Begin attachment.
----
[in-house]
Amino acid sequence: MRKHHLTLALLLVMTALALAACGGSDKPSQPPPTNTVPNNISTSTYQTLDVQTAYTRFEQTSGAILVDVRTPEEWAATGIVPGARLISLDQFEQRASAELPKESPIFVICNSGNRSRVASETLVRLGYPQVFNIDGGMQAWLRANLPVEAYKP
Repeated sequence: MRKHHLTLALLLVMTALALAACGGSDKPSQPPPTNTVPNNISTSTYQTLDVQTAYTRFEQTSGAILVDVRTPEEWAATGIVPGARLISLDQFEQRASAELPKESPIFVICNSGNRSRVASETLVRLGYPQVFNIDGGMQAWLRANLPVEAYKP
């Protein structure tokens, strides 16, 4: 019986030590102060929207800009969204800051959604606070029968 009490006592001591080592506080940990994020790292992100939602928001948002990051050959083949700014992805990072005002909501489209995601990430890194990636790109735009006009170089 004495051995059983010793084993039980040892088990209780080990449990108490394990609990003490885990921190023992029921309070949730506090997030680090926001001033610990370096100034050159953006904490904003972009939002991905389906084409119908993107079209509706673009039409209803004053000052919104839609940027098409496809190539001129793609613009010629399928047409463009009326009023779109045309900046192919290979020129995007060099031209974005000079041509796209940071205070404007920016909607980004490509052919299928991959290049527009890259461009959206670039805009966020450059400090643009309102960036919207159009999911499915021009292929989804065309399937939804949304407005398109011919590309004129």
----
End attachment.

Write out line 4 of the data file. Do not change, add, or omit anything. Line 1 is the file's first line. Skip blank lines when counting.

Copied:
């Protein structure tokens, strides 16, 4: 019986030590102060929207800009969204800051959604606070029968 009490006592001591080592506080940990994020790292992100939602928001948002990051050959083949700014992805990072005002909501489209995601990430890194990636790109735009006009170089 004495051995059983010793084993039980040892088990209780080990449990108490394990609990003490885990921190023992029921309070949730506090997030680090926001001033610990370096100034050159953006904490904003972009939002991905389906084409119908993107079209509706673009039409209803004053000052919104839609940027098409496809190539001129793609613009010629399928047409463009009326009023779109045309900046192919290979020129995007060099031209974005000079041509796209940071205070404007920016909607980004490509052919299928991959290049527009890259461009959206670039805009966020450059400090643009309102960036919207159009999911499915021009292929989804065309399937939804949304407005398109011919590309004129």